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Project takes 750-tonne step forward

Kinnoull field
Kinnoull field

The £700million Kinnoull project which will extend the life of a North Sea installation by a decade has moved a step forward.

A new 750-tonne process module has been installed on to BP’s central North Sea Andrew platform.

It will help to unlock the nearby Kinnoull field and also two others which the oil major is targeting in the area, 143 miles north-west of Aberdeen.

As part of the project, Kinnoull – which contains recoverable reserves of about 45million barrels of oil equivalent – will be connected back to the Andrew platform by a 17.3-mile set of pipes (bundle), described by BP as the longest bundle in the world.

At a later date two smaller fields, Arundel and Lower Cretaceous, will also be tied back to Andrew.

Trevor Garlick, regional president for BP’s North Sea business said: “The Kinnoull project is significant to the North Sea business and wider BP, and is a clear example of the company’s strategy in action.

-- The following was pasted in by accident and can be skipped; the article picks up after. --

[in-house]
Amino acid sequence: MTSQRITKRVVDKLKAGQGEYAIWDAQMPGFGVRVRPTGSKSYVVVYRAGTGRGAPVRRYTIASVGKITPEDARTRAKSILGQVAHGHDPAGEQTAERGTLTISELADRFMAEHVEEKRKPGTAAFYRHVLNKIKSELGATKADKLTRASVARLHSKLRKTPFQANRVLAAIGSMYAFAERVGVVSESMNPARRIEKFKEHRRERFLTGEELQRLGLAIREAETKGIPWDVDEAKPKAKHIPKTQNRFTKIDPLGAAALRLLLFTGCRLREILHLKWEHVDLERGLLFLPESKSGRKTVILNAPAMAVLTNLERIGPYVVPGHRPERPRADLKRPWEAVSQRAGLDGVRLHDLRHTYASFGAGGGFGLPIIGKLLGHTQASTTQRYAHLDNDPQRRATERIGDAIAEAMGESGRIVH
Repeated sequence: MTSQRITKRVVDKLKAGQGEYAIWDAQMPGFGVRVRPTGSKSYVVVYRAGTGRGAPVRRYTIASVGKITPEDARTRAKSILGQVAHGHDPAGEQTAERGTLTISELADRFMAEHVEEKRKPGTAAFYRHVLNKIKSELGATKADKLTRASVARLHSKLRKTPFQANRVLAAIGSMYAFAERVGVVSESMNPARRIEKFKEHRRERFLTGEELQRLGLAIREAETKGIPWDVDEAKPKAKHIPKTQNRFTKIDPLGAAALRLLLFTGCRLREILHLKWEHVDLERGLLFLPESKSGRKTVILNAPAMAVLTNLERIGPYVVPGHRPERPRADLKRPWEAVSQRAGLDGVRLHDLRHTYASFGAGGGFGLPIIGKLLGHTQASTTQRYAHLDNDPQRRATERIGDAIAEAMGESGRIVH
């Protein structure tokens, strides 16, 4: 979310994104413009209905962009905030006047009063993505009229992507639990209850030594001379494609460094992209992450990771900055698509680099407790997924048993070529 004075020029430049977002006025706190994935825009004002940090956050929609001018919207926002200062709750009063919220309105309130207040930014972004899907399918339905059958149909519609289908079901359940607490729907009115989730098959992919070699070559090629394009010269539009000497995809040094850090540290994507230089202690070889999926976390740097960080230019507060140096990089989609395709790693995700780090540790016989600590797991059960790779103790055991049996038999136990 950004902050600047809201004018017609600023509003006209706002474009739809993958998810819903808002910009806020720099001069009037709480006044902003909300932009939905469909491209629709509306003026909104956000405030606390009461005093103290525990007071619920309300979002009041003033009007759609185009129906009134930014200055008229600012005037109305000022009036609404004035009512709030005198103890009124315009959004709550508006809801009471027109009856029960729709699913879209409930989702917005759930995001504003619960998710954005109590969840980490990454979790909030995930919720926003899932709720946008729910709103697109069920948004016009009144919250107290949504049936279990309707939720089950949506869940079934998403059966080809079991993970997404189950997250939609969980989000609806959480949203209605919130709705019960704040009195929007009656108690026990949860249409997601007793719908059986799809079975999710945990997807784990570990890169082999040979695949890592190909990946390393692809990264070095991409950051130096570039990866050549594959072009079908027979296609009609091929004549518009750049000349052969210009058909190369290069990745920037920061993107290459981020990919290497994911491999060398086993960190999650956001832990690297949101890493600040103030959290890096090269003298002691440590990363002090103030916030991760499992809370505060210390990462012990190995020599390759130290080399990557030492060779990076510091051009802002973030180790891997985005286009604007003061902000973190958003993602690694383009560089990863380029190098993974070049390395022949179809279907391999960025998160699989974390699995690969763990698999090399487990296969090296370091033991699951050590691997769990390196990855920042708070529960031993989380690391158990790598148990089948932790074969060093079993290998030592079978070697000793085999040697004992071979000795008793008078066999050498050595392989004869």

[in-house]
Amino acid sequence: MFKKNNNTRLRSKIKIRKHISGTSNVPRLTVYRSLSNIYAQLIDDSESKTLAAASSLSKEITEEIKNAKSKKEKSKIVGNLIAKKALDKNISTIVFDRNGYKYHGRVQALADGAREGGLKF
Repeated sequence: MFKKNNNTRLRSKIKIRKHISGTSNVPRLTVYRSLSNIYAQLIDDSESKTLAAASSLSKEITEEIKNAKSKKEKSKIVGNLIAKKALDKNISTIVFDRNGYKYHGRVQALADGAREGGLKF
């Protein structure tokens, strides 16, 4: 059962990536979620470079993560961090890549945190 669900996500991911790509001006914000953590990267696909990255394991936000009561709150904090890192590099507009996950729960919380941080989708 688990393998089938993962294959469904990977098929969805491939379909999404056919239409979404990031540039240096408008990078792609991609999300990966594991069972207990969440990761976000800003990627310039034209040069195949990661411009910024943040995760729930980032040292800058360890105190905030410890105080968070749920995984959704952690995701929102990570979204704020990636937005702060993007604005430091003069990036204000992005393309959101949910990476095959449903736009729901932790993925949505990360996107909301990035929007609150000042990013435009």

“This is to focus the portfolio, maximise recovery from the base assets and invest efficiently for the future, in major projects and exploration. Advances in our understanding of the reservoir structure, deployment of the very latest in UK subsea engineering skills and a major upgrade of the Andrew platform are key success factors of this development.”

Andrew came on stream in 1996 and production was originally expected to last about 18 years. BP said tying in Kinnoull, due to come on stream in early 2014, will extend the life of the platform by about a decade. Adding the two smaller fields, taking total project costs to £900million, could extend Andrew’s life further still.

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